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Enhancing Student Learning

FLIPPED, HYBRID, AND ONLINE LEARNING Hybrid, flipped, and online courses free up class time and limited instructional space, reach students at a distance, and speed up the student feedback process.5 They can also lead to better learning outcomes for students, partially, perhaps, because flipped courses intentionally create room for more active learning.6,7 ITEL projects were able to reap these additional benefits while finding that student outcomes were in some cases favorable to, and always at least equivalent to, traditional classes. In addition, ITEL supported the development and launch of Georgetown’s first MOOCs through edX and paved the way for significantly ramping up the design and production of online courses across the university.

Flipped-learning Model for Medical Students

Adam Myers (School of Medicine), along with School of Medicine collaborators Susan Mulroney and Jennifer Whitney, created a Georgetown Downtown Special Master’s Program (GTDT SMP) that used flipped-learning courses to create a self-directed approach to learning the same materials as Special Masters Program (SMP)

students on the GU Medical campus. In an unpaired t-test, the project team found that the average grade

performance of the students taking the flipped-learning courses was statistically significantly higher than that of the students taking traditional courses.8 Similar results have been found in subsequent years of administering the GTDT SMP and comparing scores. Additionally, the team: • Compared incoming academic backgrounds and grade point averages of the Downtown and Traditional SMP groups and found they were very similar. • Surveyed students about whether the lecture captures and other materials were effective for their learning, and what their attitudes were toward hybrid learning, self-directed learning, and flipped classroom experiences. • Captured statistics about student utilization of the online materials, such as views of videos and attempts at practice tests. Learn more at:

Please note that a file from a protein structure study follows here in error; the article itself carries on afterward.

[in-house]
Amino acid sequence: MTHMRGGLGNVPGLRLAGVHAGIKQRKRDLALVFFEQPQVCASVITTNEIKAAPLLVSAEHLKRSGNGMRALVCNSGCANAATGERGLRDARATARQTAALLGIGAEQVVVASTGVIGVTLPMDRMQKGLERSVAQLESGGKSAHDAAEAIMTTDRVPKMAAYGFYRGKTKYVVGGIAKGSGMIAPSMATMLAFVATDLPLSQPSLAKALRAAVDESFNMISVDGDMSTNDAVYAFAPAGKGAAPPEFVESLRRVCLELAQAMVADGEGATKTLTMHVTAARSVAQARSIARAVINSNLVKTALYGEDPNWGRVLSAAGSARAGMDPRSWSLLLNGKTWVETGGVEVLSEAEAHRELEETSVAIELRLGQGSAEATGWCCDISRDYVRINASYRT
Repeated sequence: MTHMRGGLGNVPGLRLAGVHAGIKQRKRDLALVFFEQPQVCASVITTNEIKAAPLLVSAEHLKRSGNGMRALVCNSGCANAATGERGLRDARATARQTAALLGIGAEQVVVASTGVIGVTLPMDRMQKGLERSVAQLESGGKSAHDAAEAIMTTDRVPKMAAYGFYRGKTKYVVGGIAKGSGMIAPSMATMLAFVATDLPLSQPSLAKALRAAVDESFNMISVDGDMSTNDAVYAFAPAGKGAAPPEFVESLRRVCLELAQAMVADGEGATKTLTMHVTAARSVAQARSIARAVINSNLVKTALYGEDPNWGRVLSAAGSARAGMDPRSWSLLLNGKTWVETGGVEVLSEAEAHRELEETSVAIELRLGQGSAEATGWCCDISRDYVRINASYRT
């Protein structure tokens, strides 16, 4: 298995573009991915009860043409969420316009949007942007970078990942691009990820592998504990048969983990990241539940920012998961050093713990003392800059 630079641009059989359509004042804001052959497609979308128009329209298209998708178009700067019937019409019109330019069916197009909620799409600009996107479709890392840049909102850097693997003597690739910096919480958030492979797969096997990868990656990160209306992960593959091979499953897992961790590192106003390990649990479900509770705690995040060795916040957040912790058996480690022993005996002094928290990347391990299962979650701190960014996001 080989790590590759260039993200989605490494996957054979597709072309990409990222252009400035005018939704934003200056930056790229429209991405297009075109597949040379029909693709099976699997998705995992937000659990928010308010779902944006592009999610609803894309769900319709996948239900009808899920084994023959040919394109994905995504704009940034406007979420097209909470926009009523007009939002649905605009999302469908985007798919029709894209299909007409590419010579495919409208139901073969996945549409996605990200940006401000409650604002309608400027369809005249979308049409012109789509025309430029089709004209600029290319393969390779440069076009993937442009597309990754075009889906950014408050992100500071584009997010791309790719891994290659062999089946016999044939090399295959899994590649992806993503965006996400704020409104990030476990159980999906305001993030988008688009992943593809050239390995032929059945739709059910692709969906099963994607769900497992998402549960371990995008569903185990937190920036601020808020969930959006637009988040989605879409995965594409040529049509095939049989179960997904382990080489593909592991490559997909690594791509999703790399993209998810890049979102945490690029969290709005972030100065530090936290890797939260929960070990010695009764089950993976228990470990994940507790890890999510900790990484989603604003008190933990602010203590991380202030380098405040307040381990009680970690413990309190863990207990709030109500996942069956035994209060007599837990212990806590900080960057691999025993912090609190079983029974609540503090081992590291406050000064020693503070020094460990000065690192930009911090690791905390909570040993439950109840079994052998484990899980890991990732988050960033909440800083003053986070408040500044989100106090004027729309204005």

Herreid, C., & Schiller, N. (2013). Case studies and the flipped classroom. Journal of College Science Teaching, 42(5), 62-66. U.S. Department of Education, Office of Planning, Evaluation, and Policy Development (2010). Evaluation of evidence-based practices in online learning: A meta-analysis and review of online learning studies, Washington, D.C. 7 Jensen, J., Kummer, T., & Godoy, P. (2015). Improvements from a flipped classroom may simply be the fruits of active learning. CBE Life Sciences Education, 14(1), ar5. 5 6



Itel final report